Wednesday, November 21, 2012

CDI, when to break out the EJBs

I sometimes joke that CDI is basically EJB 4.0. While that's obviously not true there is a considerable amount of similarity and that does create a bit of confusion for people. Here is some general information on EJB and CDI as they relate to each together.


Note that EJBs are CDI beans and therefore have all the benefits of CDI. The reverse is not true (yet). So definitely don't get into the habit of thinking "EJB vs CDI" as that logic really translates to "EJB+CDI vs CDI", which is an odd equation.
In future versions of Java EE we'll be continuing to align them. What aligning means is allowing people to do what they already can do, just without the@Stateful@Stateless or @Singleton annotation at the top.

EJB and CDI in Implementation Terms

Ultimately, EJB and CDI share the same fundamental design of being proxied components. When you get a reference to an EJB or CDI bean, it isn't the real bean. Rather the object you are given is a fake (a proxy). When you invoke a method on this fake object, the call goes to the container who will send the call through interceptors, decorators, etc. as well as take care of any transaction or security checks. Once all that is done, the call finally goes to the real object and the result is passed back through the proxy to the caller.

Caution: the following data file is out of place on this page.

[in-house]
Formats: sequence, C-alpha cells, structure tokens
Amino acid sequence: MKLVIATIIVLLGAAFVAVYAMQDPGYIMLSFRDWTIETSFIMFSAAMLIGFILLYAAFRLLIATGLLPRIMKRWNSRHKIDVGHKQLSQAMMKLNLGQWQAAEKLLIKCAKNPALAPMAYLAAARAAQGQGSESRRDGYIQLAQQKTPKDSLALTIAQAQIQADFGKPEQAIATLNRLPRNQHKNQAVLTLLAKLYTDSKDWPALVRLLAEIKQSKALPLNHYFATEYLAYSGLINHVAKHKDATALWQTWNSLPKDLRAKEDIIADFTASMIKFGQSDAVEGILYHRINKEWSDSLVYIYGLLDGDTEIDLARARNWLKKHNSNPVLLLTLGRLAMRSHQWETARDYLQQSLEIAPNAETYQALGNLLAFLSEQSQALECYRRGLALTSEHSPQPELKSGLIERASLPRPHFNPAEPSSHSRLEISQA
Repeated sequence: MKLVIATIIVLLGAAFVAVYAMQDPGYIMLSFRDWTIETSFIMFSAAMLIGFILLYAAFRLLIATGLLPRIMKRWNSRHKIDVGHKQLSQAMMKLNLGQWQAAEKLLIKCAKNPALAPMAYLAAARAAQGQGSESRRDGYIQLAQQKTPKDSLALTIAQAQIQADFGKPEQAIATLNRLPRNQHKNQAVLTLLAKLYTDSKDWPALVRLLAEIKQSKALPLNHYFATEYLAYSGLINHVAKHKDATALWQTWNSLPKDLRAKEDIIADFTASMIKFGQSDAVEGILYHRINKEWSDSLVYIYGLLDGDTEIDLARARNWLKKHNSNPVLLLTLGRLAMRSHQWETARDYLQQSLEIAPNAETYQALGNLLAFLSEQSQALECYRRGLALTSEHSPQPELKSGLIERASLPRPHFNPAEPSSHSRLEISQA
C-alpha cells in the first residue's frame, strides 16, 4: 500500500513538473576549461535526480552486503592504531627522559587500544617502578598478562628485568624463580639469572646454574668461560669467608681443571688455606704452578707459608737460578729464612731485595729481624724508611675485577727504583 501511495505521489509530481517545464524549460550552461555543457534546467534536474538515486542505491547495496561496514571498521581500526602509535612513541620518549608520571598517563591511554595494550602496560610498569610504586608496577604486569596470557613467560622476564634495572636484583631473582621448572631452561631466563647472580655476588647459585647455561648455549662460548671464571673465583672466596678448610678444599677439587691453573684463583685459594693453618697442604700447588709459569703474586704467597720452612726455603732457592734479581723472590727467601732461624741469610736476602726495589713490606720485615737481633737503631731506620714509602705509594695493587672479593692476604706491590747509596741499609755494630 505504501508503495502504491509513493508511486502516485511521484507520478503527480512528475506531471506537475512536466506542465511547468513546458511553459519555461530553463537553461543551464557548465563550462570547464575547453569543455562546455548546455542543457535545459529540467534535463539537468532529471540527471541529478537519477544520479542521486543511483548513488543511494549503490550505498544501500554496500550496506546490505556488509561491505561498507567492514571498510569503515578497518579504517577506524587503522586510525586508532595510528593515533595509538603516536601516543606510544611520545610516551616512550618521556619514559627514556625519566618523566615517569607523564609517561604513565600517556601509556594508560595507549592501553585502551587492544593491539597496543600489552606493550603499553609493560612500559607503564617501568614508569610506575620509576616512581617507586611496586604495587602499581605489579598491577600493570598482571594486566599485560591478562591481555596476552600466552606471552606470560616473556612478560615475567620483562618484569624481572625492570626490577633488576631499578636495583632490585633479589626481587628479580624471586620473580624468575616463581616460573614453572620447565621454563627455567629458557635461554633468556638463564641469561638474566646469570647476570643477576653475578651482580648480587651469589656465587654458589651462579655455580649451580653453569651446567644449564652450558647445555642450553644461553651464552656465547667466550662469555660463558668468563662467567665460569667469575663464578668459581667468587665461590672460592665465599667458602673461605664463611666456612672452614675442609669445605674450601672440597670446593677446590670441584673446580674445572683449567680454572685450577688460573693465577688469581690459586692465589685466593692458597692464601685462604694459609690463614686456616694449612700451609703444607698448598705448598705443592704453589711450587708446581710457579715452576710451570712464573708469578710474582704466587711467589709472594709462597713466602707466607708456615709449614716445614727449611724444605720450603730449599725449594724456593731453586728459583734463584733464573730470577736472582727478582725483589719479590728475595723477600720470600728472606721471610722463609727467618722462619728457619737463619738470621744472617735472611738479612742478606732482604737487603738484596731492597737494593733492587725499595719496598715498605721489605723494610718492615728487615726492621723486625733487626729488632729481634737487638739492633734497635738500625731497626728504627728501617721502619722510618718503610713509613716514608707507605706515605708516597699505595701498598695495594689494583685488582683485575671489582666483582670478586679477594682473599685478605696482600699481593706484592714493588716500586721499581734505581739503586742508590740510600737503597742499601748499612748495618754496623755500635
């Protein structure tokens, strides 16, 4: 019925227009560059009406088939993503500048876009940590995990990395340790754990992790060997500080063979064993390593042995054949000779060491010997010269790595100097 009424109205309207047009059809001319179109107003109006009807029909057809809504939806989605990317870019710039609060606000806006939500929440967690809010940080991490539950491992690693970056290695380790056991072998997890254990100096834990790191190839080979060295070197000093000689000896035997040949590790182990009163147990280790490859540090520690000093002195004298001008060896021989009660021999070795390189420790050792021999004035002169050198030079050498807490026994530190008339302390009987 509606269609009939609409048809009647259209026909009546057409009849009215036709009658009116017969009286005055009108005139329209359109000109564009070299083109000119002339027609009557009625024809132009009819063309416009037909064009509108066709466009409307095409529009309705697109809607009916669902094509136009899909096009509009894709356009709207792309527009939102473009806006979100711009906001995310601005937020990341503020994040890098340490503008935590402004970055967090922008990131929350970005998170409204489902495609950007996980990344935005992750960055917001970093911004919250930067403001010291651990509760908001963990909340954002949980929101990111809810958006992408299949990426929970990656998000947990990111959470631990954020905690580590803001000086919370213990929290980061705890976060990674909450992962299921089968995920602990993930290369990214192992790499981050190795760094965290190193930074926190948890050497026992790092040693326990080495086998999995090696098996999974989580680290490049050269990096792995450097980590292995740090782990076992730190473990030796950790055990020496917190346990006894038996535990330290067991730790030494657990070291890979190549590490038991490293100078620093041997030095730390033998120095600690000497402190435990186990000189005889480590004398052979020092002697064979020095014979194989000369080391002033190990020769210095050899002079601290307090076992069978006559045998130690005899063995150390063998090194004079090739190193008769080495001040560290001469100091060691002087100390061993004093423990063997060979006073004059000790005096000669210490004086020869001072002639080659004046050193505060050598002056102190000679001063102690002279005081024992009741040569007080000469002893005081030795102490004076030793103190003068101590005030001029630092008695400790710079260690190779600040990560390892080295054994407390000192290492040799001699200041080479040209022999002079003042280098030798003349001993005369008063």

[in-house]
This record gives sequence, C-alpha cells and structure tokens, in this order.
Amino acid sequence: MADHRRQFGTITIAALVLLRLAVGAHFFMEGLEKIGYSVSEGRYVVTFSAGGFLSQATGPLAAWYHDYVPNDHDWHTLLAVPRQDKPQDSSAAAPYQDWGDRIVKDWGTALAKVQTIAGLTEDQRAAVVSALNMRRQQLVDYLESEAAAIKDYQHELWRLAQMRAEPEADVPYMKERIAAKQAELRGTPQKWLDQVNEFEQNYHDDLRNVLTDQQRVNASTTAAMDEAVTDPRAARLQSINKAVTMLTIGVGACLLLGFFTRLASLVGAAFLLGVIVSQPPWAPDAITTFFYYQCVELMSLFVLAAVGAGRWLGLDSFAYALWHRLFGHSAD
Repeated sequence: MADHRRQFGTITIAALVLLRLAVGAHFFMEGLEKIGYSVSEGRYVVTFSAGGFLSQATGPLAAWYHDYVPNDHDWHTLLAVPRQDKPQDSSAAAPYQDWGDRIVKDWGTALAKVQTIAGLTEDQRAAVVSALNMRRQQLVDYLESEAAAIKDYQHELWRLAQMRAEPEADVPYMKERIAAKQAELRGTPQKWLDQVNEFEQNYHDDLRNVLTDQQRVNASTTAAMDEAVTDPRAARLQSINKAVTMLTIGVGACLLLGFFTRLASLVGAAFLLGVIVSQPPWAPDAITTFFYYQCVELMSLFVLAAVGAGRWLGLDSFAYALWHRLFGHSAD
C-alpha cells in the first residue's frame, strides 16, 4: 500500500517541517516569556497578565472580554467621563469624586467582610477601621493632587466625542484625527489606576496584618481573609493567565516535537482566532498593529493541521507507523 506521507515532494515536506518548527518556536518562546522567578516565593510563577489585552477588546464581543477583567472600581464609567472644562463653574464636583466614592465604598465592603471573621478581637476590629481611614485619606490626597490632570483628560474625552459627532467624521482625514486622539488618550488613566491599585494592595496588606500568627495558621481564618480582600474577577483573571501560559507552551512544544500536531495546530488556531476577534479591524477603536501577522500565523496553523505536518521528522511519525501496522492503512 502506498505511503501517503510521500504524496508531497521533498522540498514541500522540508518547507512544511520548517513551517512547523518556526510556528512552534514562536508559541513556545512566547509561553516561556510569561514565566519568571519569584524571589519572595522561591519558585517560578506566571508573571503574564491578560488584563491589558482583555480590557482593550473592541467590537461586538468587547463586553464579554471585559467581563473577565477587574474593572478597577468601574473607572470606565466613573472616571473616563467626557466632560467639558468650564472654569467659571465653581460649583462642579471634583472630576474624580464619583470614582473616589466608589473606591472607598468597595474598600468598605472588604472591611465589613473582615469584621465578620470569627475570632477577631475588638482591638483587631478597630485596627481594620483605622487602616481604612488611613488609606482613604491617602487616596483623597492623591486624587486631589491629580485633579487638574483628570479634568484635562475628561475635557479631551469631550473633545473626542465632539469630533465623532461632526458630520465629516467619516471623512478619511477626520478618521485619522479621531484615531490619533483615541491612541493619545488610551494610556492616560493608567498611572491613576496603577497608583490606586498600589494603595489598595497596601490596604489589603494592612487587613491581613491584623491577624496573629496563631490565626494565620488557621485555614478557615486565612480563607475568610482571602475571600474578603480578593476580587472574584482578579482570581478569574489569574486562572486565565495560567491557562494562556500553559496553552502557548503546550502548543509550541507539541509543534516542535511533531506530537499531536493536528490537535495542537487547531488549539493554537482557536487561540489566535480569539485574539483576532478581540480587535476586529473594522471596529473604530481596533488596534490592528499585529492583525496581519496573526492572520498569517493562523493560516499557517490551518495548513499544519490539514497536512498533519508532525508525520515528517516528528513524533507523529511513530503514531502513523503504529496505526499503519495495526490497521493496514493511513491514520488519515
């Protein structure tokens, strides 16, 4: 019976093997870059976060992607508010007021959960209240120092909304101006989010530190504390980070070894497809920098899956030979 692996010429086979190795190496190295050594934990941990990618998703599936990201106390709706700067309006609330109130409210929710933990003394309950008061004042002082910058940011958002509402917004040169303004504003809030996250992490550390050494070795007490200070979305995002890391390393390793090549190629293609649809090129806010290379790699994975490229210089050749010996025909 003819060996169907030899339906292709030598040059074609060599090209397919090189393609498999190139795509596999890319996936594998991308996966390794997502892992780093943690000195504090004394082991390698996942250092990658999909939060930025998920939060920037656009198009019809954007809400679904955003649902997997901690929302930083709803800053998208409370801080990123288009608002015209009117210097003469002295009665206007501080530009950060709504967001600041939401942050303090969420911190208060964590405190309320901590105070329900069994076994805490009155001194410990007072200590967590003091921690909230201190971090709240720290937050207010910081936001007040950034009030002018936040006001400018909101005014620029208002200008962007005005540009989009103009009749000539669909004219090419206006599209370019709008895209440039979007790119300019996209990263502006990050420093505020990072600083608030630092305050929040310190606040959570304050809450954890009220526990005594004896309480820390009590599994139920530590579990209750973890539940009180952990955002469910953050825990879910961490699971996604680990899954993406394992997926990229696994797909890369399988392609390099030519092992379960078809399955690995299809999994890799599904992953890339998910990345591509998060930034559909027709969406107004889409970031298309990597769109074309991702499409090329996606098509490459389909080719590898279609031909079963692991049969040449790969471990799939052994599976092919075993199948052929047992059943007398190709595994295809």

The difference only comes in how the object to be invoked is resolved. By "resolved" we simply mean, where and how the container looks for the real instance to invoke.
In CDI the container looks in a "scope", which will basically be a hashmap that lives for a specific period of time (per request @RequestScoped, per HTTP Session @SessionScoped, per application @ApplicationScoped, JSF Conversation @ConversationScoped, or per your custom scope implementation).